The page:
Princeton and Early Decision
When things are going well, many organizations choose to maintain the status quo. Why change what works? Yet some organizations choose to make changes even when things are going well in the hope they’ll be even better in the future. It seems that Princeton University’s admissions office is firmly in the second camp. You see, this year has marked a banner year in admissions for Princeton. As reports Cass Cliatt for News@Princeton in a piece entitled “Princeton sets third consecutive applications record,” in November 2006, Princeton received 2,276 applications for Early Decision and in December admitted 597 candidates. Early Decision applications were up 2% from last year. The students who were accepted under Princeton’s Early Decision program comprise 48% of the 1,245 students of Princeton’s Class of 2011. In Princeton’s Regular Decision pool, another 16,615 students submitted applications to the institution. Regular Decision applications were up 9% from last year. Of these applicants, Princeton will admit only 648 students, including some applicants who were deferred in the Early Decision round. So, in light of the university’s banner year, why would the admissions office eliminate the school’s Early Decision program? Why would they make such a drastic change when things seem to be going swimmingly?
Why Princeton Eliminated Early Decision
That’s an easy one. Princeton is — admirably we might add — trying to level the playing field. Princeton recognizes that its Early Decision pool is not nearly as diverse as its Regular Decision pool. After all, many low-income students, first-generation college students, and underrepresented minority students are remiss to apply under a school’s binding Early Decision program. And why? Because they are often under the impression that they need to compare financial aid offers and if they’re only applying to one school, they have no basis for comparison. Additionally, Princeton administrators believe that eliminating Early Decision will make the college admissions process less stressful. After all, students will not need to make a binding commitment to the school by November 1st. They’ll have more time to weigh their options. So Princeton, in an effort to create a more egalitarian system, eliminated Early Decision for the fall of 2008 in what will essentially be an experiment in the spirit of fostering equity.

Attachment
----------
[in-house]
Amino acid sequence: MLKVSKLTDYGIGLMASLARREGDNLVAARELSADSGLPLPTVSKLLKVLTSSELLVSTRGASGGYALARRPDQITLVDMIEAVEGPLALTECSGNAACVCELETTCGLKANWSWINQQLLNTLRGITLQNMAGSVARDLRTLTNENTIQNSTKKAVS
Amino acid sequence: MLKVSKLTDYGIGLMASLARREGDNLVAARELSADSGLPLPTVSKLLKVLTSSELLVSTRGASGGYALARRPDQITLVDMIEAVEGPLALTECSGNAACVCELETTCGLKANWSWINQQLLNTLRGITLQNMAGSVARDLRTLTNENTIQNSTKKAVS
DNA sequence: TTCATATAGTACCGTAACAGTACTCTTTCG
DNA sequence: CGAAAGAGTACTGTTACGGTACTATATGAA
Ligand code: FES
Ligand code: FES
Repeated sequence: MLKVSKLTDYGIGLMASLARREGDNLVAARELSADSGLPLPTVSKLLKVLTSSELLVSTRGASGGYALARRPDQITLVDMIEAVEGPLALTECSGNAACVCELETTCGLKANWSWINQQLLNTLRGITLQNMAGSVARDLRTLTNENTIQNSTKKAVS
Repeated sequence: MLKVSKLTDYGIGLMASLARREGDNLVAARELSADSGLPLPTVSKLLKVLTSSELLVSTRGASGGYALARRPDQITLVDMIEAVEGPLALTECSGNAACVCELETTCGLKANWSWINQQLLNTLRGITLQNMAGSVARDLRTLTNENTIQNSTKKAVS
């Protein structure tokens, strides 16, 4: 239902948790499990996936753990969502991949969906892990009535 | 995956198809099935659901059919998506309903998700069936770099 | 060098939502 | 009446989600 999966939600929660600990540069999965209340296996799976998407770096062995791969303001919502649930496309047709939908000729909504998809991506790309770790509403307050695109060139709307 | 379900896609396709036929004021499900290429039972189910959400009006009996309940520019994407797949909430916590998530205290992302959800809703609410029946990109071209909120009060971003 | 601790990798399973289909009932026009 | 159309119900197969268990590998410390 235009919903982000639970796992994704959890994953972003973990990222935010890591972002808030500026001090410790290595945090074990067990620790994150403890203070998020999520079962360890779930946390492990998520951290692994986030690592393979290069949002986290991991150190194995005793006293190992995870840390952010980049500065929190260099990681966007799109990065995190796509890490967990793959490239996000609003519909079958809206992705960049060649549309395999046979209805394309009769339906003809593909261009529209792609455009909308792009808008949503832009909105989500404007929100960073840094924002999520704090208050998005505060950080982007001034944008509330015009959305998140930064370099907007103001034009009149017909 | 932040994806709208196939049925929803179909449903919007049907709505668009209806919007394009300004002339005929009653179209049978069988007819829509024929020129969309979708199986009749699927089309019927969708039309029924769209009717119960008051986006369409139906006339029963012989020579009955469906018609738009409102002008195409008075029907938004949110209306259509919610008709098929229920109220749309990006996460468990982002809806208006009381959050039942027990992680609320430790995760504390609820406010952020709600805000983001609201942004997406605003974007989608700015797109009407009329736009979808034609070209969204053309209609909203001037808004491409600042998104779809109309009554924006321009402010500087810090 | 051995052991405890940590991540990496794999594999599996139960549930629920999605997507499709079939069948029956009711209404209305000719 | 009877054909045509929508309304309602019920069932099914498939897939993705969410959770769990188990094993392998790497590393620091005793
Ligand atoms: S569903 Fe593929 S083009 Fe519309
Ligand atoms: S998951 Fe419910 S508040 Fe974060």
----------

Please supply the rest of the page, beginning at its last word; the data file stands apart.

Princeton Has Been Forthright About Its Motives to Eliminate Early Decision
And Princeton has been forthright about its motives. In the past, Princeton President Shirley M. Tilghman has expressed that Early Decision disadvantaged students who were not aware of its advantages, highlighted by the significantly higher admission rate in Early Decision as compared to Regular Decision. In a recent letter posted on News@Princeton, President Tilghman stated, “We agree that early admission ‘advantages the advantaged.’ Although we have worked hard in recent years to increase the diversity of our early decision applicants, we have concluded that adopting a single admission process is necessary to ensure equity for all applicants. We believe that elimination of early admission programs can reduce some of the frenzy, complexity and inequity in a process that even under the best of circumstances is inevitably stressful for students and their families.”
We Suspect Princeton Will Instate an Early Action Policy in the Years to Come
Only time will tell whether or not Princeton officials will reinstate some form of Early admissions. In the meantime, the application process for the fall of 2008 (for the Class of 2012) should be very interesting to see play out. It’s our guess that in a year or maybe two, Princeton will offer an Early Action option. After all, if Princeton truly doesn’t want to “advantage the advantaged,” they will not revert back to Early Decision, but Early Action makes sense both for Princeton and for its applicant pool. While Princeton may be eliminating Early Decision in the spirit of equity, our nation’s elite colleges, including Princeton, are also businesses. And when Princeton’s competitors secure great students in the Early round and Princeton only offers Regular Decision, Princeton will find itself at a competitive disadvantage. It’s why we believe Early Action is in the cards for Princeton. It’s a compromise between their goal to create a more equitable system and their goal to attract the most competitive applicants to the university.
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